Radhika* had lost weight. Yet, this young homemaker from Pune was not rejoicing. She was sleeping less at night. She did not feel like meeting family and friends. She always seemed preoccupied.
Ask her what was wrong and she would say, "Aren't you scared? There's swine flu, there's panic at my son's school, my husband's job pressures are ever growing, and oh... the list is endless."
Radhika may not have much reason to worry about swine flu. But she definitely has a larger problem to worry about and that is: stress.
We all know stress, but here are some quick facts:
- Stress contributes to heart disease, high blood pressure, strokes, and other illnesses in many individuals
- Stress also affects the immune system, which protects us from many serious diseases
- Almost 75 per cent of people experience 'some stress' every two weeks (National Health Interview Survey)
- Of these people, half experience moderate to high levels of stress during that two-week period
- Worldwide workplace stress is growing by the day. A report estimated billions affected
- The use of tranquilisers, antidepressants and anxiety-relief medicines has gone up considerably in our country
- Stress plays an important role in alcoholism, obesity, suicide and substance abuse
- Excessive stress can cause many physical and emotional symptoms, including headaches, fatigue, muscle pain, lethargy, overeating, anxiety and depression
So how can you help yourself deal with stress?
We spoke to a few health professionals and they came up with some easy tips on how to deal with stress, irrespective of the cause.
1. Create a balance in your life, says Mumbai-based psychiatrist Dr Dayal Mirchandani. You have to make time for activities that are important to you -- spend time with family, friends.
2. Make time for rest and regeneration, he adds. Listen to music, watch movie, take walks, whatever you like doing. Carry your iPod wherever you go.
3. Don't let small things bother you. If something is on your mind, find out more about it instead of relying on undependable sources. Dr Adhiraj Joglekar, consulting psychiatrist says, "Take for example swine flu. The first thing to acknowledge is that the virus is contagious (spreads) but not virulent (deadly). If it was deadly, then deaths would have been a lot higher than they are." Learn how you can protect yourself instead of panicking.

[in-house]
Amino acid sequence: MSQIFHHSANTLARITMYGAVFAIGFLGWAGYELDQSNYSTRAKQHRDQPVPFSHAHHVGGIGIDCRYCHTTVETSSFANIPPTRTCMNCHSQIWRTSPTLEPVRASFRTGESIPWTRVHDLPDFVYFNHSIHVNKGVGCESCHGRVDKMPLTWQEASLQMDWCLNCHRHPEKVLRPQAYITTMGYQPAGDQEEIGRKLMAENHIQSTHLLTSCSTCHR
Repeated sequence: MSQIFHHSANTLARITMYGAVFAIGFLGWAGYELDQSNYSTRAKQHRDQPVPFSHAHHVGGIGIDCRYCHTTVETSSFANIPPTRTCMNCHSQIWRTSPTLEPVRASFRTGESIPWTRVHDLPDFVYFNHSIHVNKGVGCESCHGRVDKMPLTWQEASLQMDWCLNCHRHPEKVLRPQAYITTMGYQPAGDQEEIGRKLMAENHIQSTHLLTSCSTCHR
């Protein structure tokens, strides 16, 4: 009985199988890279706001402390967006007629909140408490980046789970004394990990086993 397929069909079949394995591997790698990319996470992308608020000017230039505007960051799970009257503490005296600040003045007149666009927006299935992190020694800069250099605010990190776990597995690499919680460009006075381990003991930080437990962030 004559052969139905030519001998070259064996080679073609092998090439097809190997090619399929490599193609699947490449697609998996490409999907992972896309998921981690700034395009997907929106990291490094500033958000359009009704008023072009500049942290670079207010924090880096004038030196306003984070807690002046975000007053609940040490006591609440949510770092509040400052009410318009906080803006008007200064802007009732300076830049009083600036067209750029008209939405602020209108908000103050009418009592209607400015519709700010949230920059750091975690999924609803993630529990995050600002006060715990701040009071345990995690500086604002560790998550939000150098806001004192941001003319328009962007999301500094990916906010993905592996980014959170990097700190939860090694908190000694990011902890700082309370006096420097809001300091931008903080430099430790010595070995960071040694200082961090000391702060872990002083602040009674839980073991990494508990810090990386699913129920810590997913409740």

4. Exercise. "Even if it means walking for 10 minutes everyday or climbing the stairs, do it," says Dr Mirchandani. Exercising releases endorphins that help in keeping you positive and happy.
5. Make time to relax at work. "Take those five minutes to look out of the window when you are at office. It is better than later undergoing a stress workshop for two hours a day," says Dr Mirchandani.
6. Rekindle that hobby -- it could be shopping or painting or whatever you like. Do activities that make you happy and take your mind off the routine.
7. Meditate. Cliched as this sounds, there is no shortcut out of this, says Dr Mirchandani. Take short breaks during your work-day to meditate in a quiet corner of your office. Do some deep breathing exercises to calm your mind.
8. Change your habits, if need be. If something is bothering you, a change in habit can work wonders.
9. Change your mindset. "Ultimately, it is how you look at life. Don't let stress get the better of you," says Dr Mirchandani. "If something bothers you, look at it rationally and see how you can reduce its effect on you or eliminate it. Don't let it reach a stage where you need professional help."
* Name changed for privacy